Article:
Discussion in 'Mopar / FCA News' started by CDJSalesPro, Aug 23, 2018.
I.e., comfort and convenience over function and performance.
Off Topic a bit ...
Still somewhat difficult to hear and see the Model Name : Rebel = Pick-up Truck .
The needle is currently moving toward the Truck, slowly; but I still remember the Rambler Rebel mid-size car for AMC.
As you were .
Would not a factory lift for Trailhawk have essentially the same effect as the air suspension, as in limiting suspension travel and adversely affecting the geometry? Grand Cherokee has independent suspension, which is not easily lifted. Would a factory installed lift come with different suspension parts to account for the change in geometry? I suppose a minor lift may not necessarily require much modification...I had considered installing a Frankenlift on my Liberty, on Norm’s recommendation, but it still changes the geometry and runs the risk of destroying the CV joints.
Depends on what's done. They could use adjustable shocks and revised springs that would have a better off-road feel as well as adding a sway bar disconnect, all without having to change cv joints and shafts. A sway bar disconnect seems like one of the easiest ways to address suspension travel in the IS Jeeps (that's why I've got them on mine).
Does the Rebel have a sway bar disconnect or is that a Power Wagon thing?
Great question - it needs the air suspension on a Grand Cherokee being that a non-solid-axle off-roader is a bit of a paradox in itself. Quadra-Lift supplements the inherent weaknesses that a unibody, independent suspension, low ground clearance, vehicle has.
The folks at All J products where I would’ve bought the Frankenlift were pretty confident that it wouldn’t cause any issues with the CV joints, but it was a modest lift 1.5-2 inches. Anything more than that they did not recommend. The kit included struts, shocks and springs IIRC.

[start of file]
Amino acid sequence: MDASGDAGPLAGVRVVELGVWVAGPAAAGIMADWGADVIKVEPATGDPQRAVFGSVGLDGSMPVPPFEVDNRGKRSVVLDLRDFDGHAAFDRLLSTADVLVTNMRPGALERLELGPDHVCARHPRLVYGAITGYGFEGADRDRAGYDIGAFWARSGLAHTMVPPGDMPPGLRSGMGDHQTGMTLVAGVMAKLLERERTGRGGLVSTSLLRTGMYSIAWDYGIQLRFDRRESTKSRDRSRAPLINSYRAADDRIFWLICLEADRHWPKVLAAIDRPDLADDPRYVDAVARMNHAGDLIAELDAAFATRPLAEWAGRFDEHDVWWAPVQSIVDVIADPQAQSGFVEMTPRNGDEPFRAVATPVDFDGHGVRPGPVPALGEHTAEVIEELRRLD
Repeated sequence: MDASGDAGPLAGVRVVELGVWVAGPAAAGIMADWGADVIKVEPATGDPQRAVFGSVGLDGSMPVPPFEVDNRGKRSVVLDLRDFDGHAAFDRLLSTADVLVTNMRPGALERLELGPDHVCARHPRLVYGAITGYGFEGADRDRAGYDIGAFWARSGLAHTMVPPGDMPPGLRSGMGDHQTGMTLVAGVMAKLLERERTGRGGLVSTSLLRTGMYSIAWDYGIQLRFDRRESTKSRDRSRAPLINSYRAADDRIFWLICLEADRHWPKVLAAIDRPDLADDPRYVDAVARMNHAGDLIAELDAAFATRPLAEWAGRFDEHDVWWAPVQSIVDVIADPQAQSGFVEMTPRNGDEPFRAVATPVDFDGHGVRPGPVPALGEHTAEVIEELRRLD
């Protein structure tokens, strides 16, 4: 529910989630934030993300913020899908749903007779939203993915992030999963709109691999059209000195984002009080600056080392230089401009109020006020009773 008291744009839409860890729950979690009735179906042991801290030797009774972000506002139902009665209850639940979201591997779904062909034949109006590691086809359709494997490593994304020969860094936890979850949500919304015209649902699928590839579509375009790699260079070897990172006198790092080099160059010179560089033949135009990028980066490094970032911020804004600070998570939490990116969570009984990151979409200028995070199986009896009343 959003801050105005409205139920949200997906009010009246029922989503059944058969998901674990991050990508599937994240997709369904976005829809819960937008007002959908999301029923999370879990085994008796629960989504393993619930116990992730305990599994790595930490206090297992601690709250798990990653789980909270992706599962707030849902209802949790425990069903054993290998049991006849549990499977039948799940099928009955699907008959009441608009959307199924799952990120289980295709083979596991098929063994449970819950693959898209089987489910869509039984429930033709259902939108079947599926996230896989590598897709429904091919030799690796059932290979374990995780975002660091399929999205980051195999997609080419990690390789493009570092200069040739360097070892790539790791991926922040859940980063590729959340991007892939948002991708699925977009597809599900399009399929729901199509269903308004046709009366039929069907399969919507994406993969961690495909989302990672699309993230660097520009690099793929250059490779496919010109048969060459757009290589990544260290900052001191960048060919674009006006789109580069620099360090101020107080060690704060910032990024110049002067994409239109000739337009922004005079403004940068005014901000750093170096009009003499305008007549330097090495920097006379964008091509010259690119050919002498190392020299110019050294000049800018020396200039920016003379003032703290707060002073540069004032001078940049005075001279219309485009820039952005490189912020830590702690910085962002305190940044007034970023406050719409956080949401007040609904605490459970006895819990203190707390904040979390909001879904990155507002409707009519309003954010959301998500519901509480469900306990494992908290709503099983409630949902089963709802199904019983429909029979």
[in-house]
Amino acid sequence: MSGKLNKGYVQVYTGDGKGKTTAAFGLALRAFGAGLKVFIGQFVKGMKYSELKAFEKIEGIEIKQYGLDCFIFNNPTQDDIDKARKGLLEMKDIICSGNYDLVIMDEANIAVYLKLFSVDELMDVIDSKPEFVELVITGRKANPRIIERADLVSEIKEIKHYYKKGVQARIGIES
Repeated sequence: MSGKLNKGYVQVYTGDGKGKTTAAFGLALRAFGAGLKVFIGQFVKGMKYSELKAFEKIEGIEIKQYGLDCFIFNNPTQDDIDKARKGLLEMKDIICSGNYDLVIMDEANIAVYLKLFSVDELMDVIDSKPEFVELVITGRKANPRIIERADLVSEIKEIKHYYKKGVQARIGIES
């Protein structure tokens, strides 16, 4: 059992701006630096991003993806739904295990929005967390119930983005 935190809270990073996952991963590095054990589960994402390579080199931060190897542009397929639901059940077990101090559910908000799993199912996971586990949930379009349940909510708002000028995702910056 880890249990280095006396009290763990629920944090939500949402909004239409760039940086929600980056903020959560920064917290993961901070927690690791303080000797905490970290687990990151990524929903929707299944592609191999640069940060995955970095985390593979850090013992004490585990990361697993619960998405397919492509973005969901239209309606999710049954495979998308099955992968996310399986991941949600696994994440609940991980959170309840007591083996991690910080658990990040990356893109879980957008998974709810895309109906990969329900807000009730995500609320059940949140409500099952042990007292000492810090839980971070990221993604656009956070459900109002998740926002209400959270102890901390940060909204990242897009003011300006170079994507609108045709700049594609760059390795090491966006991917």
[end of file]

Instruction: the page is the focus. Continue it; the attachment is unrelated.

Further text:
Sway bar disconnect can affect suspension travel quite a bit for sure. I’ve seen videos of a Renegade with the bar disconnected and the difference was night and day. Someone had posted it in one of the threads previously.
I agree with the point that it's better to be able to delete air suspension from the Rebel if not desired. However- and I apologize if this is too off-topic- but it seems per build/price that it's also *not* possible to add adaptive cruise control. That seems crazy. Can't imagine spending $60k on an otherwise loaded Rebel and not being able to option ACC. Be great if FCA and GM for that matter too (e.g. Colorado/Canyon- want the off-road package? No heated side mirrors for you!) allowed builds with maxed-out lux/convenience/safety features with no compromise in off-road features as well. Ford seems to get this right per F-150 / '19 Ranger build/price. Not a Ford troll, just an observation from wasting time on build/price on various sites lately.
Air suspension up here in Northern Ontario (and the Northern border states I'd imagine too) is a pain in the butt!! In the winter weather we have at least 5 Rebels and Grand Cherokees sitting in our lot waiting for repair. The cold weather and lack of a desiccant filter type of system KILLS the set up here. Dunno if the engineering folks could get some sort of fix in the works but its a real issue up here.
IMO the air suspension’s biggest issue is what @Ryan describes: its highest clearance setting makes it so stiff that it kills your articulation. In fact, you have to decide if you need clearance or articulation, because you won’t get both. From an off-roading perspective, this renders the benefits of the air suspension useless.
Add to that winter durability issues...and no wonder Ram is making it optional.